Sir Roger Moore sadly passed away yesterday after a short battle with cancer. He was known to the world as James Bond and all round gentleman in real life. He was the longest-serving Bond, starring in seven films from 1973-1985. Live and Let Die was Moore’s first appearance as the beloved spy and his run ended with A View to a Kill. Whether he was ordering a martini, seducing a Bond girl, or saving the world, Moore always did it with style and class and buckets of charisma. A true English gentleman. Raise a martini to a legend.
“My acting range? Left eyebrow raised, right eyebrow raised.”
1927 – 2017
The Summer is fast approaching and, with the arrival of Guardians of the Galaxy Vol. 2, the blockbuster season has officially begun! Here are my top 10 most anticipated films of the Summer.
Reservoir Dogs, recently celebrating its 25th anniversary, always deserves to be near the top of any list when it comes to opening credits. The opening has almost become a separate entity from the film itself; so much so, it has been consistently imitated ever since its release in 1992. However, in reality, there isn’t really much to the opening credits, but its simplicity is what makes it so effective. Plus, it’s just so damn cool.
A really interesting video by Film Radar about the often overlooked Sound Designers in the industry and the interesting methods used to create the tiniest of sounds.
Check out IndieWire’s article about Fight Club’s sound effects.
Director Jonathan Demme tragically passed away today at the age of 73. He was an incredible director of masterpieces such as The Silence of the Lambs and Philadelphia. The former is only the third film to win all five of the major categories at the Academy Awards including Best Director for Demme. It is still the only horror film to win Best Picture, which certainly tells you a lot about Demme’s skills as a filmmaker. Philadelphia was groundbreaking as it was the first Hollywood film to recognise HIV/AIDS, homosexuality and homophobia. It garnered a Best Actor Oscar for Tom Hanks and he later helped Anne Hathaway earn herself an Oscar nomination for Rachel Getting Married. He directed feature films, documentaries, television episodes and music videos. A man who could do anything. He approached difficult subject matters and humanised real people’s struggles with great sensitivity, all the while helping to draw out some pretty unforgettable performances from his actors.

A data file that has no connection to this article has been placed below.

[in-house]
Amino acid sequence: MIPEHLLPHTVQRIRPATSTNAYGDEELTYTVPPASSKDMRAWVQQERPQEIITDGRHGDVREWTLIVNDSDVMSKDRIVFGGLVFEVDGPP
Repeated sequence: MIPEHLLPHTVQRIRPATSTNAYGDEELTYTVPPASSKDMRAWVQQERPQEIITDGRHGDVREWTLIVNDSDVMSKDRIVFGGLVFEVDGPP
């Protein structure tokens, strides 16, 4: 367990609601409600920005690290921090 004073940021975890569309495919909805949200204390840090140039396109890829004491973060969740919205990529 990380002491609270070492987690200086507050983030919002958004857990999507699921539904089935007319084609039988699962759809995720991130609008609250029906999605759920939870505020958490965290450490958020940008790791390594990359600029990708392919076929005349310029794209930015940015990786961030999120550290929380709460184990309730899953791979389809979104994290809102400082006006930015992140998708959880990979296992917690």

An incredible loss to the film world.
1944 – 2017
Hugh Jackman has played Wolverine for 17 years and now he is hanging up his claws for the final time. Logan has long been one of my favourite ever superheroes and I’ve watched him in the X-Men films and subsequent spin-offs since before I was a teenager. Jackman is now the longest running actor to play a superhero and the aptly titled, Logan (2017), couldn’t have been a more fitting final film for both actor and character.
When I was growing up and before I truly became a film obsessive, there was a small group of actors that I adored and would watch constantly; Bill Paxton was one of them. He was never the leading man but, no matter the role, Paxton was always the standout, the most memorable and insanely quotable. He made me laugh ’til my sides hurt, he made me cry and he made me wonder how he was the only actor who could make a complete slimeball so intensely likeable and irritating all at the same time. He quietly became an icon without ever demanding attention and, let us not forget, he is the only actor who has ever been killed on screen by a Terminator, an Alien and a Predator. RIP Hudson, you’ll be sorely missed.
“Game over, man. Game over.”
1955 – 2017
Today is my 25th birthday so, I thought I’d make a list of 25 films that I have always loved and will continue to love forever.
1. Sons of Anarchy: “Alesund” by Sun Kill Moon
After a long and arduous search for his son, Jax finally finds Abel in the arms of a young, loving couple. He is now faced with the toughest decision of his life: whether or not to leave Abel with them. We see Jax as he follows Abel and the couple through a market. He walks, he looks, he tries to decide. It’s an incredibly heartbreaking sequence and the subtle haunting beauty of “Alesund” only makes it more so.